The profits of social networks need to start matching the hype
Bebos in a bit of trouble, an early sign that all in the world of social networking isn’t rosy.
In the last few weeks Bebo has announced that it is to cut some UK jobs and will freeze commissions from its Web TV production, on the basis it is moving towards increased profitability. It is said to be part of the restructuring of parent company AOL, but it is worrying when a website with over 16 million monthly users worldwide isn’t seen as profitable.
Like MySpace, in the past two years Bebo has seen its traffic numbers fall, as they lost much of their audience to the ‘younger’ networks led by Facebook, Twitter and LinkedIn. This isn’t new. We could see this shift had begun early 2008 as Facebook finally usurped the traffic levels of MySpace and Bebo particularly in the UK. But, these are still massive networks generating huge levels of users over long periods of time, why is this activity not being generated into powerful revenue?
The display advertising market, particularly in the UK, has not been growing at the rate of search spend and social networks in their nature have proven to be weak platforms for generating responses to traditional display advertising formats.
The social networking user is focused on communicating with their peers and is less likely to be affected by untargeted advertising. Bebo has tackled these issues like most content based websites by introducing groundbreaking WebTV shows like Kate Modern and Sofia’s Diary to give users more reason to stay on the site and advertisers more innovative options to push their messages. Both sites have also embraced the need for businesses to engage their audiences in conversations with engagement packages.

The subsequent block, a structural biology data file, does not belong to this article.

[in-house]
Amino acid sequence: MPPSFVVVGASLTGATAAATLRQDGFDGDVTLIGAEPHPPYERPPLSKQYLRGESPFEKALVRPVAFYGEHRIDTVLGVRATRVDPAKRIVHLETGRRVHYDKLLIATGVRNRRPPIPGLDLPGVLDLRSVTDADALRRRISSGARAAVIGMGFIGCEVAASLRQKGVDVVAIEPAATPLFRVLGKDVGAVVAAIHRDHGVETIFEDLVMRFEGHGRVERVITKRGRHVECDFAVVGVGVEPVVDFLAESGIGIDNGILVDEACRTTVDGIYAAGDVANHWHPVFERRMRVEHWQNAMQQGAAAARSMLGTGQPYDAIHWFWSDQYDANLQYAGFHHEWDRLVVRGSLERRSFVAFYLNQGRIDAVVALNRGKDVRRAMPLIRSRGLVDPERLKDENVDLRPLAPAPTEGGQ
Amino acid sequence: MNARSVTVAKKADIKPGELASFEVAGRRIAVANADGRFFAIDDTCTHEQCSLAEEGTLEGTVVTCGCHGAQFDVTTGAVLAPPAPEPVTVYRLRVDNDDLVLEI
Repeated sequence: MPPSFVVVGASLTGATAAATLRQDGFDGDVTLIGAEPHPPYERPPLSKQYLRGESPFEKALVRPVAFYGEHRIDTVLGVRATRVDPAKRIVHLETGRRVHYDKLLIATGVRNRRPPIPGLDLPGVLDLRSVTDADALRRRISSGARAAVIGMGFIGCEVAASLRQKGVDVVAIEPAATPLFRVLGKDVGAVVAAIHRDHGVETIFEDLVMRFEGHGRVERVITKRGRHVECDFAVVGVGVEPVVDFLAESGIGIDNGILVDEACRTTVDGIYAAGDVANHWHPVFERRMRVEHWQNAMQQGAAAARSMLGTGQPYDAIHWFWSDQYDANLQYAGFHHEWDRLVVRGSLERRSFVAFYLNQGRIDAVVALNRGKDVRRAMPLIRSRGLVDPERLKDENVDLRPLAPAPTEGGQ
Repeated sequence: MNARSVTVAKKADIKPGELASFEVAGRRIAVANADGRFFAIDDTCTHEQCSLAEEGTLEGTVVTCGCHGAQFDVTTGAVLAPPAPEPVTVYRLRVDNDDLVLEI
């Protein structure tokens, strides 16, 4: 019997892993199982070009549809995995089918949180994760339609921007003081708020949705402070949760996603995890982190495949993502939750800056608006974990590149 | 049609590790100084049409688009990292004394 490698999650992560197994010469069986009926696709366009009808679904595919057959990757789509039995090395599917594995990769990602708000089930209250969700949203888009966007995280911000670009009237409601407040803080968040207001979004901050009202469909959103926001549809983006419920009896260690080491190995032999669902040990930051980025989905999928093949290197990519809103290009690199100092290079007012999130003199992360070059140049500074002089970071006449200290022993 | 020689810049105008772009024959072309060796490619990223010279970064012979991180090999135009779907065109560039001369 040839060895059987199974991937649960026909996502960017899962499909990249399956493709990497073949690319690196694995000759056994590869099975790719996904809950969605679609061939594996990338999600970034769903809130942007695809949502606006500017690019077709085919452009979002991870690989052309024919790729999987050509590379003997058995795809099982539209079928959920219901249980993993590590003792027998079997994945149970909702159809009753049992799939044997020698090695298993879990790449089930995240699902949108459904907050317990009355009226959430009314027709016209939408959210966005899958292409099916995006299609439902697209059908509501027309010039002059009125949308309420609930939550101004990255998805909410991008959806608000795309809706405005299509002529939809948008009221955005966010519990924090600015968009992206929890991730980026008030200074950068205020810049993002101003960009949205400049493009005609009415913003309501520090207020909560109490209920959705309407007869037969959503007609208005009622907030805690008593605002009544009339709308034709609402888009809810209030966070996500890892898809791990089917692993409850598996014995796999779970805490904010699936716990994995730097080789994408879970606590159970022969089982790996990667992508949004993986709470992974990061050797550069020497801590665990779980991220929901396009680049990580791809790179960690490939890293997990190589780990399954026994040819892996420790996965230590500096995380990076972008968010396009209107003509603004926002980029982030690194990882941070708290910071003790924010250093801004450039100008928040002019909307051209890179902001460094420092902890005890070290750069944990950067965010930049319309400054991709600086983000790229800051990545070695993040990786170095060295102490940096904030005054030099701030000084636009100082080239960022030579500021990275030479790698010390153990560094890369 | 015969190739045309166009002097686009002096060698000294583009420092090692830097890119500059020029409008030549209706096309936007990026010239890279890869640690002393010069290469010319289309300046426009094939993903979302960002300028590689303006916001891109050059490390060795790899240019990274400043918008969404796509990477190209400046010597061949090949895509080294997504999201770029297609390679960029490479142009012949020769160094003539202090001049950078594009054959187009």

However it’s been the larger commercial partnerships that have kept them afloat up to now. Myspace is part of Newscorp and has had a very lucrative search traffic agreement with Google which is coming to an end in the next year, while Bebo has been propped up by AOL Time Warner. These agreements were leveraged when traffic levels were on a steady increase — that’s not the case now. With the popularity of both sites waning, it looks like these two social powerhouses are going the way of Friends Reunited — the original social networking site that fell away into obscurity not long after being bought by ITV in December 2005 for £120m.
Users can be fickle and they move in their millions when a social network is no longer the cool place to be. Facebook is still on the rise (albeit gradually), mainly due to its ability to adapt and build on the popularity of Twitter and integrate it further into its social environment. Both Facebook and Twitter have had significant funding on the basis of their continued traffic levels, but we have seen that this can fall away quickly. They have been implementing similar targeted advertising models to search, using the huge wealth of data at their disposal allowing brands to powerfully target users. It remains to be seen whether they can gain the levels of profitability to go with the hype.